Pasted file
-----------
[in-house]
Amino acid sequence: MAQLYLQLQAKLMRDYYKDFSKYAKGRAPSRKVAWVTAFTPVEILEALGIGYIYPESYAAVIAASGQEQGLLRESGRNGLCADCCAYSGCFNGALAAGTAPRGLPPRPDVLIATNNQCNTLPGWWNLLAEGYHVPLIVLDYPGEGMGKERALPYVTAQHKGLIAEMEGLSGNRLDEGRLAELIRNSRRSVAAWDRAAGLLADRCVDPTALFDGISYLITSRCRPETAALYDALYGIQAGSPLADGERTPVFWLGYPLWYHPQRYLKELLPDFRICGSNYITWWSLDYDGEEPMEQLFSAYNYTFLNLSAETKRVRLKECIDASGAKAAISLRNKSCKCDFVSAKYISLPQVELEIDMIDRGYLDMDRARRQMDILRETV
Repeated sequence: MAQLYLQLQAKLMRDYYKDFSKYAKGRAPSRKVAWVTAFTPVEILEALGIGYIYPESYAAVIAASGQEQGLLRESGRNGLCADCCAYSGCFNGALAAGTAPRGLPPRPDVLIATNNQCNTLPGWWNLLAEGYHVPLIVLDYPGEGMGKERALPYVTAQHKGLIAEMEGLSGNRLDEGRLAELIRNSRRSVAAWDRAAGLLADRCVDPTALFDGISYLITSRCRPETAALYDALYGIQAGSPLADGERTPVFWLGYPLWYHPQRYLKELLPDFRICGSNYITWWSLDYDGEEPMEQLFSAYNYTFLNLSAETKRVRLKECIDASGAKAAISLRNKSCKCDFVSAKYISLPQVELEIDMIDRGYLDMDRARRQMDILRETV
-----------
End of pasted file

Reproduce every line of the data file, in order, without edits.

[in-house]
Amino acid sequence: MAQLYLQLQAKLMRDYYKDFSKYAKGRAPSRKVAWVTAFTPVEILEALGIGYIYPESYAAVIAASGQEQGLLRESGRNGLCADCCAYSGCFNGALAAGTAPRGLPPRPDVLIATNNQCNTLPGWWNLLAEGYHVPLIVLDYPGEGMGKERALPYVTAQHKGLIAEMEGLSGNRLDEGRLAELIRNSRRSVAAWDRAAGLLADRCVDPTALFDGISYLITSRCRPETAALYDALYGIQAGSPLADGERTPVFWLGYPLWYHPQRYLKELLPDFRICGSNYITWWSLDYDGEEPMEQLFSAYNYTFLNLSAETKRVRLKECIDASGAKAAISLRNKSCKCDFVSAKYISLPQVELEIDMIDRGYLDMDRARRQMDILRETV
Repeated sequence: MAQLYLQLQAKLMRDYYKDFSKYAKGRAPSRKVAWVTAFTPVEILEALGIGYIYPESYAAVIAASGQEQGLLRESGRNGLCADCCAYSGCFNGALAAGTAPRGLPPRPDVLIATNNQCNTLPGWWNLLAEGYHVPLIVLDYPGEGMGKERALPYVTAQHKGLIAEMEGLSGNRLDEGRLAELIRNSRRSVAAWDRAAGLLADRCVDPTALFDGISYLITSRCRPETAALYDALYGIQAGSPLADGERTPVFWLGYPLWYHPQRYLKELLPDFRICGSNYITWWSLDYDGEEPMEQLFSAYNYTFLNLSAETKRVRLKECIDASGAKAAISLRNKSCKCDFVSAKYISLPQVELEIDMIDRGYLDMDRARRQMDILRETV